Today I picked up Alice Water's latest book - In the Green Kitchen. It looks to be an interesting mixture of essential basics for simple home cooking, gathered from people she knows, most of whom are chefs. She also has a website with each featured person giving their cooking lesson, a recorded series that was begun at Slow Food Nation in 2008. I love the book's lime green spine, and it has gotten me all fired up to revisit The Art of Simple Food, which is still sitting on my bookshelf only partially read. Maybe I'll get to it in time to pull some recipes out for late spring and summer of this year.
The most exciting thing I discovered about In the Green Kitchen, so far, is that the photographs were taken by Christopher Hirsheimer, one of the women behind my favorite, Canal House Cooking. She has taken a major role in remaking food photography, as far as I can tell, starting with the casual, real-world photos in Saveur Magazine, which she co-founded, maybe in 1996? I can't find the date. In the Green Kitchen has some truly wonderful portraits - one of Alice Waters in what I assume is her own kitchen (p 1), Peggy Knickerbocker (p 120) and Darina Allen (p 30). I especially love how Christopher's photos aren't all the same - she constantly surprises me with unexpected details. And in this book, Gilbert Pilgrim's guacamole page is just so fabulous! Though I have to say that isn't the way I make guacamole. But its pretty close.
Yesterday's quiche with asparagus and morels was a big hit - I left the veggies off the top for the kids' half, and all five of them gobbled it down and asked for more. The recipe was a combination of the Sunset one I listed on my calendar and a quiche lorraine from Joy of Cooking. I'll post it sometime soon. Huh. I had no idea The Joy of Cooking had its own website, I'll have to check it out.
Dinner tonight also turned out really well - a chickpea, sweet potato and pumpkin curry from Nigel Slater's The Kitchen Diaries. The only complicated thing were the chickpeas. I woke up this morning and soaked them, then in the evening put them in the pressure cooker for about thirty minutes, turned it off and let them sit until the rest of dinner was ready. That worked.
The curry was super fragrant, it cozied up the whole house. I served the kids on their partitioned plates, with buttered rice in one, salted chickpeas in another, curry in the third and leftover lollipop from this afternoon's birthday party in the last. Their curry didn't get eaten, I heard many complaints of "too spicy". But they tried it at least, and ate everything else.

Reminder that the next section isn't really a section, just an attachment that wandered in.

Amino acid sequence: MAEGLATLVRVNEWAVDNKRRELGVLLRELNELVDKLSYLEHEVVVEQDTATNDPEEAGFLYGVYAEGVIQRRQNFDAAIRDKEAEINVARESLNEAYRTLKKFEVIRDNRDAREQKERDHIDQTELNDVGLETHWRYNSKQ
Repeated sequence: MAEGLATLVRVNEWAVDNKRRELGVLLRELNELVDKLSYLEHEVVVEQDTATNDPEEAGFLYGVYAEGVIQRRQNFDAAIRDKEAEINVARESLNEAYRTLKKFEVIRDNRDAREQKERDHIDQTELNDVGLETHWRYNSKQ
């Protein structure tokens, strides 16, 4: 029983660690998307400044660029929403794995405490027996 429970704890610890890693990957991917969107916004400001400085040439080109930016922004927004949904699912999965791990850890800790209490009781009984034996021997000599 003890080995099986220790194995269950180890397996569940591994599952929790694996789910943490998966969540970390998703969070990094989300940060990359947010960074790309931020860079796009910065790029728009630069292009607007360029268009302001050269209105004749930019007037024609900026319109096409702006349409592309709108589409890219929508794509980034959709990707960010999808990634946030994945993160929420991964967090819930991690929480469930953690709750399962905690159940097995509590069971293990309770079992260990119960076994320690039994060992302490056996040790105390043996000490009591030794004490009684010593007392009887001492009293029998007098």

Chickpea and Sweet Potato Curry: (adapted from Nigel Slater's The Kitchen Diaries)
200 g dried chickpeas (about 1.5 cups) soaked for several hours in water
2 medium onions, chopped
4 cloves garlic, chopped
2 red chiles (fresh if you have them, otherwise dried)
one medium squash or pumpkin
one large sweet potato
2 Tablespoons tomato paste (or 1 tomato if they're in season)
2 teaspoons coriander seeds
6 green cardamom pods
2 Tablespoons peanut oil
1 teaspoon black mustard seeds
2 teaspoons ground turmeric
coriander leaves (to garnish)
yogurt (to garnish)
Drain the soaking chickpeas and cook them in boiling water, until reasonably tender, about 45 minutes. Or you can put them in the pressure cooker for less time, about 30 minutes. Peel and chop the onions and garlic. Heat a heavy pot, add the peanut oil, and cook the onions and garlic over medium low heat, until they are translucent and starting to color.
Stir in the mustard seeds, coriander, cardamom, turmeric and chiles. Leave them to sizzle for a minute or so, then add the vegetables, all cut into one inch pieces. Add water to the pan, until it is about halfway up the height of the curry. Put a lid on halfway, turn the heat down to low and let the curry cook until the vegetables are soft all the way through. Be sure to add more water if the pan dries out. Serve it with rice - my favorite is to add five cloves, three cardamom pods, a stick of cinnamon and a pinch of saffron to the rice cooker before you start it.
Mix the chickpeas in with the curry right before serving, and garnish with cilantro.